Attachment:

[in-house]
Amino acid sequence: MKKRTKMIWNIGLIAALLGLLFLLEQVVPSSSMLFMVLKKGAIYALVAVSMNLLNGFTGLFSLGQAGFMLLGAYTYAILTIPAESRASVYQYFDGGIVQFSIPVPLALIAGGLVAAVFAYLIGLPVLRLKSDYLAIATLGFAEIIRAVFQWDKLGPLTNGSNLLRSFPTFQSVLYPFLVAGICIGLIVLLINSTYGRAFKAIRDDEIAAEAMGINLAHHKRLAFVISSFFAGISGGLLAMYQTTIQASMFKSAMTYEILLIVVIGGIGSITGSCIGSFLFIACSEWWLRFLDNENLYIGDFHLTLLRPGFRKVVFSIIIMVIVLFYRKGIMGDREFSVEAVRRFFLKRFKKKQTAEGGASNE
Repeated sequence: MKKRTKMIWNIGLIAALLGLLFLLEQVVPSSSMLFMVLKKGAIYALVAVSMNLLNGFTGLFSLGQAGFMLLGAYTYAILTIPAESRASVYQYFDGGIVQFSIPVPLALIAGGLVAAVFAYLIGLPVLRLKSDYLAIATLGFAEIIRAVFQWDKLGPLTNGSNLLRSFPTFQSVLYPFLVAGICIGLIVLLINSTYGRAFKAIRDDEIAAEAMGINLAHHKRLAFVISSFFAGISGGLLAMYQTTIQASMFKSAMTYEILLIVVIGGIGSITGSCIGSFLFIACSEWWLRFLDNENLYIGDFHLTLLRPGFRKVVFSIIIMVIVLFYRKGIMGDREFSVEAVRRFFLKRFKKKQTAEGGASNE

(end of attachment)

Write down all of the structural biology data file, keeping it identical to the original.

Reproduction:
[in-house]
Amino acid sequence: MKKRTKMIWNIGLIAALLGLLFLLEQVVPSSSMLFMVLKKGAIYALVAVSMNLLNGFTGLFSLGQAGFMLLGAYTYAILTIPAESRASVYQYFDGGIVQFSIPVPLALIAGGLVAAVFAYLIGLPVLRLKSDYLAIATLGFAEIIRAVFQWDKLGPLTNGSNLLRSFPTFQSVLYPFLVAGICIGLIVLLINSTYGRAFKAIRDDEIAAEAMGINLAHHKRLAFVISSFFAGISGGLLAMYQTTIQASMFKSAMTYEILLIVVIGGIGSITGSCIGSFLFIACSEWWLRFLDNENLYIGDFHLTLLRPGFRKVVFSIIIMVIVLFYRKGIMGDREFSVEAVRRFFLKRFKKKQTAEGGASNE
Repeated sequence: MKKRTKMIWNIGLIAALLGLLFLLEQVVPSSSMLFMVLKKGAIYALVAVSMNLLNGFTGLFSLGQAGFMLLGAYTYAILTIPAESRASVYQYFDGGIVQFSIPVPLALIAGGLVAAVFAYLIGLPVLRLKSDYLAIATLGFAEIIRAVFQWDKLGPLTNGSNLLRSFPTFQSVLYPFLVAGICIGLIVLLINSTYGRAFKAIRDDEIAAEAMGINLAHHKRLAFVISSFFAGISGGLLAMYQTTIQASMFKSAMTYEILLIVVIGGIGSITGSCIGSFLFIACSEWWLRFLDNENLYIGDFHLTLLRPGFRKVVFSIIIMVIVLFYRKGIMGDREFSVEAVRRFFLKRFKKKQTAEGGASNE